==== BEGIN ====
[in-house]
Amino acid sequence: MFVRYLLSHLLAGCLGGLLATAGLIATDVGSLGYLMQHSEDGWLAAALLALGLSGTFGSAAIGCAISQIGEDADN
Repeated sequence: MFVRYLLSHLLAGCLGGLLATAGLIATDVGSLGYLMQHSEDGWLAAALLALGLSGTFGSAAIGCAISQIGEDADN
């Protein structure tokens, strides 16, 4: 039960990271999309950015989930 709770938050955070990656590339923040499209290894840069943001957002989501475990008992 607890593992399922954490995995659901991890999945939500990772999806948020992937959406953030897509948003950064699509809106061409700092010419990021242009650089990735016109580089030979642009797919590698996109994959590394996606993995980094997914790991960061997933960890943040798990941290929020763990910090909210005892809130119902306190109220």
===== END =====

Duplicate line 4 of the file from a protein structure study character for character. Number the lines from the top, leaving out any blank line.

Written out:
């Protein structure tokens, strides 16, 4: 039960990271999309950015989930 709770938050955070990656590339923040499209290894840069943001957002989501475990008992 607890593992399922954490995995659901991890999945939500990772999806948020992937959406953030897509948003950064699509809106061409700092010419990021242009650089990735016109580089030979642009797919590698996109994959590394996606993995980094997914790991960061997933960890943040798990941290929020763990910090909210005892809130119902306190109220």